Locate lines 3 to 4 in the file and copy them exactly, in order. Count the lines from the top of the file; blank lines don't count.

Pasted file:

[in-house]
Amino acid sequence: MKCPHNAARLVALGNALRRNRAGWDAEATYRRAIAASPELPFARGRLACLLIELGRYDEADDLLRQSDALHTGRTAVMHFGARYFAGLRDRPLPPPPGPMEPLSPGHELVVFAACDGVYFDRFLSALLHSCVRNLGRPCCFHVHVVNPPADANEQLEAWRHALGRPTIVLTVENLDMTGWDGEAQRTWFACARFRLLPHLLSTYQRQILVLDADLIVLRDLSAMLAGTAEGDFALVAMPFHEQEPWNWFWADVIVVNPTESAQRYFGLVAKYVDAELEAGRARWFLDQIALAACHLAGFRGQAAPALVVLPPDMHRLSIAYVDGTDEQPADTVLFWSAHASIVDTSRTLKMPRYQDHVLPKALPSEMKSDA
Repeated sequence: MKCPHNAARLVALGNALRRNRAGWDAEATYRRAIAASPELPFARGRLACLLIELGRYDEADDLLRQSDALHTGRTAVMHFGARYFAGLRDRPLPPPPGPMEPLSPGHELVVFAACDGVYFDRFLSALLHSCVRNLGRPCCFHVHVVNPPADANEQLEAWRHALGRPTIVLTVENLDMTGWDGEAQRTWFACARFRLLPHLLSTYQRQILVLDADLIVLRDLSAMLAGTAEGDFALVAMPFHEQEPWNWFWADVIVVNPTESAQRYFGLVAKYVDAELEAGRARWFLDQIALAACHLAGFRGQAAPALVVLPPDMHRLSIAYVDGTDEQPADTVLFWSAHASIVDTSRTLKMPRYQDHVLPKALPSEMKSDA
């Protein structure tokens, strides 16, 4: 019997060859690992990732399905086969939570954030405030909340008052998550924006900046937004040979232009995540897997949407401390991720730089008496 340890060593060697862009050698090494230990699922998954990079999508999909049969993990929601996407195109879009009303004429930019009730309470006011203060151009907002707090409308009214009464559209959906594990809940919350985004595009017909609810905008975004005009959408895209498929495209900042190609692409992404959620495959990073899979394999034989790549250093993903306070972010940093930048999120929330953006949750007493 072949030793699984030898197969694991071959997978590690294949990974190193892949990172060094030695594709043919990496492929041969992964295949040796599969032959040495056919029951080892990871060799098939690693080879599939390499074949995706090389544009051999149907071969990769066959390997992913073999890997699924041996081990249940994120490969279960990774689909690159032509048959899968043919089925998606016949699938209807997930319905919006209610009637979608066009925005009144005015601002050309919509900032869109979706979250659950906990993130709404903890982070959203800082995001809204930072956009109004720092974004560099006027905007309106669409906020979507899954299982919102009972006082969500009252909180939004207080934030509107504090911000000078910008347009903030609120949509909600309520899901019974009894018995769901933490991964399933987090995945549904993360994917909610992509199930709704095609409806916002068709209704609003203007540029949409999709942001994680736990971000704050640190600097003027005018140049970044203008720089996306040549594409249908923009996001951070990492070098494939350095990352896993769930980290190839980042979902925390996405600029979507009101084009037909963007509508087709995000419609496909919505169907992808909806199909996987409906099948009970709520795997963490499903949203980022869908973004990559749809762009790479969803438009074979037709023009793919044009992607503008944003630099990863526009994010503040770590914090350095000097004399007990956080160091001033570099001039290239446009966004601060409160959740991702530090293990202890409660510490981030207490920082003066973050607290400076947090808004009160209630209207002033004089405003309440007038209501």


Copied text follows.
Repeated sequence: MKCPHNAARLVALGNALRRNRAGWDAEATYRRAIAASPELPFARGRLACLLIELGRYDEADDLLRQSDALHTGRTAVMHFGARYFAGLRDRPLPPPPGPMEPLSPGHELVVFAACDGVYFDRFLSALLHSCVRNLGRPCCFHVHVVNPPADANEQLEAWRHALGRPTIVLTVENLDMTGWDGEAQRTWFACARFRLLPHLLSTYQRQILVLDADLIVLRDLSAMLAGTAEGDFALVAMPFHEQEPWNWFWADVIVVNPTESAQRYFGLVAKYVDAELEAGRARWFLDQIALAACHLAGFRGQAAPALVVLPPDMHRLSIAYVDGTDEQPADTVLFWSAHASIVDTSRTLKMPRYQDHVLPKALPSEMKSDA
């Protein structure tokens, strides 16, 4: 019997060859690992990732399905086969939570954030405030909340008052998550924006900046937004040979232009995540897997949407401390991720730089008496 340890060593060697862009050698090494230990699922998954990079999508999909049969993990929601996407195109879009009303004429930019009730309470006011203060151009907002707090409308009214009464559209959906594990809940919350985004595009017909609810905008975004005009959408895209498929495209900042190609692409992404959620495959990073899979394999034989790549250093993903306070972010940093930048999120929330953006949750007493 072949030793699984030898197969694991071959997978590690294949990974190193892949990172060094030695594709043919990496492929041969992964295949040796599969032959040495056919029951080892990871060799098939690693080879599939390499074949995706090389544009051999149907071969990769066959390997992913073999890997699924041996081990249940994120490969279960990774689909690159032509048959899968043919089925998606016949699938209807997930319905919006209610009637979608066009925005009144005015601002050309919509900032869109979706979250659950906990993130709404903890982070959203800082995001809204930072956009109004720092974004560099006027905007309106669409906020979507899954299982919102009972006082969500009252909180939004207080934030509107504090911000000078910008347009903030609120949509909600309520899901019974009894018995769901933490991964399933987090995945549904993360994917909610992509199930709704095609409806916002068709209704609003203007540029949409999709942001994680736990971000704050640190600097003027005018140049970044203008720089996306040549594409249908923009996001951070990492070098494939350095990352896993769930980290190839980042979902925390996405600029979507009101084009037909963007509508087709995000419609496909919505169907992808909806199909996987409906099948009970709520795997963490499903949203980022869908973004990559749809762009790479969803438009074979037709023009793919044009992607503008944003630099990863526009994010503040770590914090350095000097004399007990956080160091001033570099001039290239446009966004601060409160959740991702530090293990202890409660510490981030207490920082003066973050607290400076947090808004009160209630209207002033004089405003309440007038209501």